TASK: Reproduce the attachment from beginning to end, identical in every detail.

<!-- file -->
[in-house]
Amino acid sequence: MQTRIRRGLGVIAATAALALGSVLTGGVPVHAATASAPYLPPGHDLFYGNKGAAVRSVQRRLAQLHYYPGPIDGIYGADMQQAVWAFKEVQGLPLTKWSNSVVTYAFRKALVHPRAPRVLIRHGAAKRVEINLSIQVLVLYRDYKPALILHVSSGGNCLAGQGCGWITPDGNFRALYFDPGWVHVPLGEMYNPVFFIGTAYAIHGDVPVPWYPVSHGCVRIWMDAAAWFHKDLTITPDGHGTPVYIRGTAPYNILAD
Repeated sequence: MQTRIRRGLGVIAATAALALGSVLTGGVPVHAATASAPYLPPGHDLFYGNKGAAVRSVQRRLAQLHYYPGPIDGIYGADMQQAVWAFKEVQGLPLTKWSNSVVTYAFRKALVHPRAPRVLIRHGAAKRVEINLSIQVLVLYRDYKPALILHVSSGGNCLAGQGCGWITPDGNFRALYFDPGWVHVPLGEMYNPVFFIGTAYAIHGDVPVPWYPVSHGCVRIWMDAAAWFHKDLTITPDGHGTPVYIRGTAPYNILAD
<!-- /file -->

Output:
[in-house]
Amino acid sequence: MQTRIRRGLGVIAATAALALGSVLTGGVPVHAATASAPYLPPGHDLFYGNKGAAVRSVQRRLAQLHYYPGPIDGIYGADMQQAVWAFKEVQGLPLTKWSNSVVTYAFRKALVHPRAPRVLIRHGAAKRVEINLSIQVLVLYRDYKPALILHVSSGGNCLAGQGCGWITPDGNFRALYFDPGWVHVPLGEMYNPVFFIGTAYAIHGDVPVPWYPVSHGCVRIWMDAAAWFHKDLTITPDGHGTPVYIRGTAPYNILAD
Repeated sequence: MQTRIRRGLGVIAATAALALGSVLTGGVPVHAATASAPYLPPGHDLFYGNKGAAVRSVQRRLAQLHYYPGPIDGIYGADMQQAVWAFKEVQGLPLTKWSNSVVTYAFRKALVHPRAPRVLIRHGAAKRVEINLSIQVLVLYRDYKPALILHVSSGGNCLAGQGCGWITPDGNFRALYFDPGWVHVPLGEMYNPVFFIGTAYAIHGDVPVPWYPVSHGCVRIWMDAAAWFHKDLTITPDGHGTPVYIRGTAPYNILAD